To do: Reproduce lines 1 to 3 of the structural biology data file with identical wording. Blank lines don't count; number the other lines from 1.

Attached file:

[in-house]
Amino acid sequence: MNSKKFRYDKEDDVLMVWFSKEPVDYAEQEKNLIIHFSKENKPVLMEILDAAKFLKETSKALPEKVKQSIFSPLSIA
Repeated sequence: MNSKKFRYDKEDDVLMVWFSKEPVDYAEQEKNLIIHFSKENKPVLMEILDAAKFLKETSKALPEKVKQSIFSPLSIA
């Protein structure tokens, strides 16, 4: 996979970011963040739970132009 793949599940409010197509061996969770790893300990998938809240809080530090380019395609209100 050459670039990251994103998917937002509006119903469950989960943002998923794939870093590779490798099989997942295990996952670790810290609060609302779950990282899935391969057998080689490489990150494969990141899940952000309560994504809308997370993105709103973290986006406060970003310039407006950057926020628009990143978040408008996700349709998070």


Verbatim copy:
[in-house]
Amino acid sequence: MNSKKFRYDKEDDVLMVWFSKEPVDYAEQEKNLIIHFSKENKPVLMEILDAAKFLKETSKALPEKVKQSIFSPLSIA
Repeated sequence: MNSKKFRYDKEDDVLMVWFSKEPVDYAEQEKNLIIHFSKENKPVLMEILDAAKFLKETSKALPEKVKQSIFSPLSIA